Using the model plant Arabidopsis thaliana, the researchers observed that when the SnRK1 kinase is genetically inactivated, plants develop larger roots under suboptimal conditions. Although such uncontrolled growth may be fatal under severe drought, it is likely to increase the capacity to absorb water from the more superficial soil layers, potentially improving plant growth when water is moderately limited. Future experiments work will aim to address these questions and to identify downstream factors that could be more amenable for manipulation of this trait also in crops.


Sulfate helps plants cope with water scarcity


More information:
Borja Belda-Palazón et al. A dual function of SnRK2 kinases in the regulation of SnRK1 and plant growth, Nature Plants (2020). DOI: 10.1038/s41477-020-00778-w

Provided by
Instituto Gulbenkian de Ciência (IGC)

Citation:
To grow or not to grow: How do plants know when the environment is suitable for growth and when it is not? (2020, October 20)
retrieved 20 October 2020
from https://phys.org/news/2020-10-environment-suitable-growth.html

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Groundbreaking study finds 13.3 quadrillion plastic fibers in California’s environment

A first-of-its-kind study in California has laid bare the staggering scale of pollution from plastic microfibers in synthetic clothing – one of the most widespread, yet largely invisible, forms of plastic waste.



Photograph: Rachel Ricotta/AP


© Provided by The Guardian
Photograph: Rachel Ricotta/AP

The report, whose findings were revealed exclusively by the Guardian, found that in 2019 an estimated 4,000 metric tons – or 13.3 quadrillion fibers – were released into California’s natural environment. The plastic fibers, which are less than 5mm in length, are primarily shed when we wash our yoga pants, stretchy jeans and fleece jackets and can easily enter oceans and waterways.

“The findings were nothing short of shocking,” said Alexis Jackson, fisheries project director at the Nature Conservancy in California, which commissioned the study from a research team at the University of California, Santa Barbara. The study has not yet been peer reviewed or published.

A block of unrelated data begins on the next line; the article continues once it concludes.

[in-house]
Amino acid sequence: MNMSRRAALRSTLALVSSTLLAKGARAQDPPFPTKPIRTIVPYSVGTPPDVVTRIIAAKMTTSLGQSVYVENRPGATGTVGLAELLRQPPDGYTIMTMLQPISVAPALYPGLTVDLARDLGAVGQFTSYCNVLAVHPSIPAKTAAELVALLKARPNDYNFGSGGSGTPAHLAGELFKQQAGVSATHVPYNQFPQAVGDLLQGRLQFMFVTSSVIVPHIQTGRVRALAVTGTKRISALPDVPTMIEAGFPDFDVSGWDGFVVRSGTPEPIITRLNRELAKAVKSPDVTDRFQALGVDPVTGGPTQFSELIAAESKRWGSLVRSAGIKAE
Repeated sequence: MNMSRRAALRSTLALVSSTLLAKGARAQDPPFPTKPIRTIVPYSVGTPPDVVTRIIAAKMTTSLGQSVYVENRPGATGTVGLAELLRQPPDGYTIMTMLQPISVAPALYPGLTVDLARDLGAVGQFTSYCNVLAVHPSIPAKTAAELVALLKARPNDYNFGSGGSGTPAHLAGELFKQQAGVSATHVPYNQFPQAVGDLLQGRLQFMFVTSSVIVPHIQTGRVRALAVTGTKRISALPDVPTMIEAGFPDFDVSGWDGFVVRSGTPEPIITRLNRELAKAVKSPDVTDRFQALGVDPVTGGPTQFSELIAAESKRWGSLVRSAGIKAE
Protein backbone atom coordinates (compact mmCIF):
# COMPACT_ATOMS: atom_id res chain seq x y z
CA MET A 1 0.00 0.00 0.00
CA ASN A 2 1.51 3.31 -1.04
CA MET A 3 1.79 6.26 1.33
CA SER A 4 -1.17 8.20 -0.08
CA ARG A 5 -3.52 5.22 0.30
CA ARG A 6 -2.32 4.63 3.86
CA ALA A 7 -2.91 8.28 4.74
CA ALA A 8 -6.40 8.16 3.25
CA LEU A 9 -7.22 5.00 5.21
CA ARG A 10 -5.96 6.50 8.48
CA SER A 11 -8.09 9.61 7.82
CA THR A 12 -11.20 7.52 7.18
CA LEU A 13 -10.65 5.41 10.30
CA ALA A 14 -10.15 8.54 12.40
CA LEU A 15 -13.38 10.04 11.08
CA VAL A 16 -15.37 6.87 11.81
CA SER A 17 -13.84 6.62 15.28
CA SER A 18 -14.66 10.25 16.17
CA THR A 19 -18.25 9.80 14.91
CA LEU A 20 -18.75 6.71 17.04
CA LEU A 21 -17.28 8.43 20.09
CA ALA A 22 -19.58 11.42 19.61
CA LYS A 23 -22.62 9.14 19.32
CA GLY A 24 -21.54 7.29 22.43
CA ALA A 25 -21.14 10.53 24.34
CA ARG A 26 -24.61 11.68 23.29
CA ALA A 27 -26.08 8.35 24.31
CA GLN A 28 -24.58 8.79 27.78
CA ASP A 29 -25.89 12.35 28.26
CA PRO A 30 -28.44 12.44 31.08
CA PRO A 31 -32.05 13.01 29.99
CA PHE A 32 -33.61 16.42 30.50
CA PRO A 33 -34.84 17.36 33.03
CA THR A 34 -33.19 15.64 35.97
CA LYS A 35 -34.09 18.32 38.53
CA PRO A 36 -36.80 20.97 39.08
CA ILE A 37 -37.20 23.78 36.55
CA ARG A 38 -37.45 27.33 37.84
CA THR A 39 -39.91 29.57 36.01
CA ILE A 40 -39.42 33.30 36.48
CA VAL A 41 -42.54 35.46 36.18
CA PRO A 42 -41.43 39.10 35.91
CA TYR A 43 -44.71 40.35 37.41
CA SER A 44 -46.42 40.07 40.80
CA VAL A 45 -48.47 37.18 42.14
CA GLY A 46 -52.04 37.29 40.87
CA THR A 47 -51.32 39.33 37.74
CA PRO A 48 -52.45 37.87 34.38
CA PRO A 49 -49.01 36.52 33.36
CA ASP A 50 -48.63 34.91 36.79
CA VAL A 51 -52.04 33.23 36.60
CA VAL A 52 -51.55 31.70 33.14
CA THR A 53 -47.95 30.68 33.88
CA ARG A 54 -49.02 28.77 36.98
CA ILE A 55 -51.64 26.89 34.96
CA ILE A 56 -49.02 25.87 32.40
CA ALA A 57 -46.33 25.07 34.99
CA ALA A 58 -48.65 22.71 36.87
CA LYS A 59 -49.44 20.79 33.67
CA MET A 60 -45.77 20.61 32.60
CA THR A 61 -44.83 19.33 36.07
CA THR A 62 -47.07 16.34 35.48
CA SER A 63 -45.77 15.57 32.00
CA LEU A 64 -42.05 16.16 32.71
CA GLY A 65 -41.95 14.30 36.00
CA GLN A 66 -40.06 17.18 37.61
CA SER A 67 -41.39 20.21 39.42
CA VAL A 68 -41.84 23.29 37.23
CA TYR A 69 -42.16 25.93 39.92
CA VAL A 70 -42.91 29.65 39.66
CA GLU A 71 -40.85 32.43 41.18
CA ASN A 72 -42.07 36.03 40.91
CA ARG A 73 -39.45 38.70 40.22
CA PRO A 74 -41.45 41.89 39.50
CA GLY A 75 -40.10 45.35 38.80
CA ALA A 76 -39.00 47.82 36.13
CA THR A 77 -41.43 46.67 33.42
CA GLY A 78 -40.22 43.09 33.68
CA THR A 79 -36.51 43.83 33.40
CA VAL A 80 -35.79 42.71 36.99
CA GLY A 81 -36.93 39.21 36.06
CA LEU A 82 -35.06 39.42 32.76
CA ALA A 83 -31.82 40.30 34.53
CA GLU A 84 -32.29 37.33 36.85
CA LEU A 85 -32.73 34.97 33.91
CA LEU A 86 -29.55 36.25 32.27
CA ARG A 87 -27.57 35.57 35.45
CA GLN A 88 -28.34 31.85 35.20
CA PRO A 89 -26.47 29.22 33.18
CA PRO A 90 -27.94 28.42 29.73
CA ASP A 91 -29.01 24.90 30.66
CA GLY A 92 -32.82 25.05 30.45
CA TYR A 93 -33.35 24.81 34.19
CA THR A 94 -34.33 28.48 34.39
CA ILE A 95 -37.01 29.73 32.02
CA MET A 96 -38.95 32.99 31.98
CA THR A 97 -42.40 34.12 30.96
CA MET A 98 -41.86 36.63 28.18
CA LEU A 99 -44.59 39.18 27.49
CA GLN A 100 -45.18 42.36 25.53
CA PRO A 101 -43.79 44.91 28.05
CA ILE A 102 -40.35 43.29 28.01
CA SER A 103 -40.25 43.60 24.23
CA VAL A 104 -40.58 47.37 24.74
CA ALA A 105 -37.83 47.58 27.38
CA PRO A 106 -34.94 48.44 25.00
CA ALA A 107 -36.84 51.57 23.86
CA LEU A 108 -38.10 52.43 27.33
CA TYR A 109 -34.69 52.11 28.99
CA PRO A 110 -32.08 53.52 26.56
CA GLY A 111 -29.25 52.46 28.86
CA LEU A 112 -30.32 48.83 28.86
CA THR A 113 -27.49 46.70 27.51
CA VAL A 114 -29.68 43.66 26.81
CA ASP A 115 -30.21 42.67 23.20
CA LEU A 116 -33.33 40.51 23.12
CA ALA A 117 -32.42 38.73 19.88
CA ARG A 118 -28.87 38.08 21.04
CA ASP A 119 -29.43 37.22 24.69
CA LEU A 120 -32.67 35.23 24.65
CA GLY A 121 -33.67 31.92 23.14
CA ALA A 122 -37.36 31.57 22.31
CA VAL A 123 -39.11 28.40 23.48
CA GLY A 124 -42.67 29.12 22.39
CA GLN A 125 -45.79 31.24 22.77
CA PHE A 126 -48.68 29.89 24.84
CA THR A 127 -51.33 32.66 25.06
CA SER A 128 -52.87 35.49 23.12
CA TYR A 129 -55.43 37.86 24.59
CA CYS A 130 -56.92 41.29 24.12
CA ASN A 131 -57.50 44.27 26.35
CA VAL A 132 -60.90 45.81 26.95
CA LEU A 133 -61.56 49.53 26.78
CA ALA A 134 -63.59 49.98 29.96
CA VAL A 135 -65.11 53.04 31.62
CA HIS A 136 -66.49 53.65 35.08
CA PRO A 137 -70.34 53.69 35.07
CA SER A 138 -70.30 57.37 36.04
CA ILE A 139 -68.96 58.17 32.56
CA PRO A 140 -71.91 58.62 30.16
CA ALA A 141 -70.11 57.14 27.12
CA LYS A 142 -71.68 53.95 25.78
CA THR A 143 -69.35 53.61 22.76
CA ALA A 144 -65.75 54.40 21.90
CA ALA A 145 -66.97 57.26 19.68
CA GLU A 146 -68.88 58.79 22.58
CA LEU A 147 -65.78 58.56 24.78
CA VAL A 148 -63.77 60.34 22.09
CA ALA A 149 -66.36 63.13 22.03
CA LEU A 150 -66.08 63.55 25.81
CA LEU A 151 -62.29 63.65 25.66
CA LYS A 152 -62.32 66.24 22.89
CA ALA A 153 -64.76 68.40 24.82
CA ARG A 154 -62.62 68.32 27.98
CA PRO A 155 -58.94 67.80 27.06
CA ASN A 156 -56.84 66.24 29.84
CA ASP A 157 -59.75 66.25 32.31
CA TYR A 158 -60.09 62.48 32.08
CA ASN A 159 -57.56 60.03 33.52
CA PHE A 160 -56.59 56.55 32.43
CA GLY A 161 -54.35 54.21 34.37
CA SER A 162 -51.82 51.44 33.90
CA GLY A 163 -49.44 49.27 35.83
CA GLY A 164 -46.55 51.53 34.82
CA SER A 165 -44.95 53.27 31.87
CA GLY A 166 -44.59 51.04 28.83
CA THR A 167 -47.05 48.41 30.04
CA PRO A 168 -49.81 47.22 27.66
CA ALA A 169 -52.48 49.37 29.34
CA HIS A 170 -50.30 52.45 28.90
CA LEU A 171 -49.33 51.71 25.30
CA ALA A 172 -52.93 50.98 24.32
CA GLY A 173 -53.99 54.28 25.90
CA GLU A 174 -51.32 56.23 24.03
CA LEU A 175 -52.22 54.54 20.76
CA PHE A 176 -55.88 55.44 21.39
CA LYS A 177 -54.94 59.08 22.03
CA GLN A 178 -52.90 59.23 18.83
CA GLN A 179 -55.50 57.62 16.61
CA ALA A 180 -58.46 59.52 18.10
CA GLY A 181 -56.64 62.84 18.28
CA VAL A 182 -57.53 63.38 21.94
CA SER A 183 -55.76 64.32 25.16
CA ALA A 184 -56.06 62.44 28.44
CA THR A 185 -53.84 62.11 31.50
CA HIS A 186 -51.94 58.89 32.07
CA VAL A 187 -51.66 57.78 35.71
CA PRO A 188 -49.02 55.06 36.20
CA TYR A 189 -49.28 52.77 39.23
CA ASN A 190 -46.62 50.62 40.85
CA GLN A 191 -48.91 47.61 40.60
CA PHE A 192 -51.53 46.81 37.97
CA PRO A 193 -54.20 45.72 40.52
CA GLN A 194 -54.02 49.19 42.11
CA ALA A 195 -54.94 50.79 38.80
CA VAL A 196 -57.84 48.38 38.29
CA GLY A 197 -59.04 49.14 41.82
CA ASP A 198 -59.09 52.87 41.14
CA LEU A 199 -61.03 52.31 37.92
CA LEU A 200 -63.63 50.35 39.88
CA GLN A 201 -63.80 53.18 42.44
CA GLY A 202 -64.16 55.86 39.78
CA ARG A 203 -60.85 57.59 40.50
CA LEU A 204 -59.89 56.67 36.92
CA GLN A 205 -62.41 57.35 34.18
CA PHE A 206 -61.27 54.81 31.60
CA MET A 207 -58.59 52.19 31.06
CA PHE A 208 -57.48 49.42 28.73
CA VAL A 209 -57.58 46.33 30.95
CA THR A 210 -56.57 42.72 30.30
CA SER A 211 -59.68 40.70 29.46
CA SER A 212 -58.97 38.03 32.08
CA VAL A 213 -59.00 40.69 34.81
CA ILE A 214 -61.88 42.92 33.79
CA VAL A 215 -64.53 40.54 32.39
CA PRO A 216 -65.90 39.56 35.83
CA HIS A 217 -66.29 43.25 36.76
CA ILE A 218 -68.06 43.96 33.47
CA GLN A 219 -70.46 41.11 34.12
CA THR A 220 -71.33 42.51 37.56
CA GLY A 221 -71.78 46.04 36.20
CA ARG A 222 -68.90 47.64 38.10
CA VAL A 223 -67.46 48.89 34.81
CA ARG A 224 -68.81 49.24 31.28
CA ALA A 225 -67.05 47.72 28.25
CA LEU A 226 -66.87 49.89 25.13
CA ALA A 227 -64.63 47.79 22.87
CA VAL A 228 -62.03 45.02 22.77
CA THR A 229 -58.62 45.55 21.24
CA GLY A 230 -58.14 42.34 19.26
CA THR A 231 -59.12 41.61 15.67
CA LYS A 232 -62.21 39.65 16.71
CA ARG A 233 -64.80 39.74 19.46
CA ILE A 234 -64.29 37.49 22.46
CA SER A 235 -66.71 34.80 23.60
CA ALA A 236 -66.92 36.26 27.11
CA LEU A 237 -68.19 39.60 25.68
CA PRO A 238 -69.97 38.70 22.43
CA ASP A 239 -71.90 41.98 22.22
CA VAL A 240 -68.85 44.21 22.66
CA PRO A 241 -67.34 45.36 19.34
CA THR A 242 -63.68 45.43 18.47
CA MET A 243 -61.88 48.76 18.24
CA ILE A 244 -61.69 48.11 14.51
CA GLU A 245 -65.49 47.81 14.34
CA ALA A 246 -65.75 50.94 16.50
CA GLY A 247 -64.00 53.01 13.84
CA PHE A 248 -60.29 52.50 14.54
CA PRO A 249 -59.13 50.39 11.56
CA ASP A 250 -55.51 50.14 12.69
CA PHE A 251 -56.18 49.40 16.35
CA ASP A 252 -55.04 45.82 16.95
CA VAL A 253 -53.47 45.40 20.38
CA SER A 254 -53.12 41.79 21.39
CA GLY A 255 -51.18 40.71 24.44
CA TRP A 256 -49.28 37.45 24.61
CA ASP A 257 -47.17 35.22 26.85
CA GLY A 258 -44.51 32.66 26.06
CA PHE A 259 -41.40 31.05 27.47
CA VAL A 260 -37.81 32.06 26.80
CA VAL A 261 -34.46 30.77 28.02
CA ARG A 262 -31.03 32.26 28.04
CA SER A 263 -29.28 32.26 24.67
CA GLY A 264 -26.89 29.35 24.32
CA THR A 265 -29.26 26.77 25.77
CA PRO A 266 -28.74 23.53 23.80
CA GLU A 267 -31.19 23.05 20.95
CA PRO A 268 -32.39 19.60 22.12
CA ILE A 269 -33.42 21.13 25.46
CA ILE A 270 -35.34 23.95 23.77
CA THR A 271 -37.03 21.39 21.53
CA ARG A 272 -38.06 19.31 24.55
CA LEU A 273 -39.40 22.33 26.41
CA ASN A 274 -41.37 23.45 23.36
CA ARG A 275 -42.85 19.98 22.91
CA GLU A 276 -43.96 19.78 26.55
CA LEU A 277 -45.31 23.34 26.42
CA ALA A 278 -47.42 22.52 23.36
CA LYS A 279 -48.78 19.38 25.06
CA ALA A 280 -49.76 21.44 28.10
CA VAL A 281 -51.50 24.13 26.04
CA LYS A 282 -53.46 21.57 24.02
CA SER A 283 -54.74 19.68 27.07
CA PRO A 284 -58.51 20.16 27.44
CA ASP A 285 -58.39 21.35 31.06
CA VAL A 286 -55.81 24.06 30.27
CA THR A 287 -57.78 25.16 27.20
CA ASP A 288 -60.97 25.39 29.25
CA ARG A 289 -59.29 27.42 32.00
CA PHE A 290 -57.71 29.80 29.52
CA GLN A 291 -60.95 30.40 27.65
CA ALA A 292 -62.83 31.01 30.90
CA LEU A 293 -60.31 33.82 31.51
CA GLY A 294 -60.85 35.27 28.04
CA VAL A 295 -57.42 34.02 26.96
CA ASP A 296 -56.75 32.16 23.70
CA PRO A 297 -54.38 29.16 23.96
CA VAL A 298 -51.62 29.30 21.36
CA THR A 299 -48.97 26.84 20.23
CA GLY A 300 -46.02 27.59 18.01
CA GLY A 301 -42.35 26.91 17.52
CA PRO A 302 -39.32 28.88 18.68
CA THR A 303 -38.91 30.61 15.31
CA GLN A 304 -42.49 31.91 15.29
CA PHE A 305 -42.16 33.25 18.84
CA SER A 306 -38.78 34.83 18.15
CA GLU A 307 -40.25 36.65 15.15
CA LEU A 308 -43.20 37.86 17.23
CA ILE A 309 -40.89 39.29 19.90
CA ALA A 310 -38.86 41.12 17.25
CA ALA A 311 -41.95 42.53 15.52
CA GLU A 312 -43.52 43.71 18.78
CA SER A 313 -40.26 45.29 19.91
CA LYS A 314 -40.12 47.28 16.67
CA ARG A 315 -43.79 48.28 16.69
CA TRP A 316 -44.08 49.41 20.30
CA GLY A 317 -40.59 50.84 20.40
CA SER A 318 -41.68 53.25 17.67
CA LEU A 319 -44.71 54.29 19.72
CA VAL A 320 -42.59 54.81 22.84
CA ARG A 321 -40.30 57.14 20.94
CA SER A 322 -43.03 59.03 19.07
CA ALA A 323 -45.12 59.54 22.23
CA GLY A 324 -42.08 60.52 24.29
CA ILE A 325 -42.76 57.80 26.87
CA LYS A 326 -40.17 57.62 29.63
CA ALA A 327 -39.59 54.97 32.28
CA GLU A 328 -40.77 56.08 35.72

Many picture ocean plastic pollution as large debris such as bags, straws and bottles, but in fact the majority consists of tiny particles that accumulate in tiny organisms and rise in the food chain.

Their size makes it easy for them to collect in everything from plants to plankton. A recent study found that 73% of fish caught at mid-ocean depths in the Atlantic had microplastic in their stomachs.

The number – 13.3 quadrillion – is tricky to wrap one’s mind around, so the study’s authors have made more digestible comparisons: it’s as many fibers as there are stars in the Milky Way galaxy. It’s also equivalent to 80m rubber duckies’ worth of plastic polluting the state every year.

Thousands of plastic microfibers are shed when synthetic clothes get washed. The microfibers then surf through washing machines and end up in the wastewater stream. A 2016 study showed that an average-sized load of laundry could release more than 700,000 fibers into wastewater, though how much is shed depends on several factors: the type of garment, materials used, wash temperature and detergent. Currently, there are no washing machine filters that catch the particles.

Video: Giant “vacuum cleaner” for tiny plastic waste (Reuters)

Giant “vacuum cleaner” for tiny plastic waste

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These synthetic materials are unknown to the natural environment, so microbes and other creatures have not evolved to deal with them, says Roland Geyer, an industrial ecologist at UC Santa Barbara who collaborated on the report. “We are introducing these synthetic materials into the environment at a much larger scale than we initially thought. And that has people worried about the longer term environmental and health consequences.”

To come up with the final tally, the team combined data on synthetic fiber consumption with estimates of how often people wash their clothes, and how much those clothes shed in each wash. Then they used California-specific sludge and wastewater management information to follow the fibers and predict how many end up in bodies of water, landfills, incinerators or spread on land.

Wastewater plants have the ability to capture the fibers, but there’s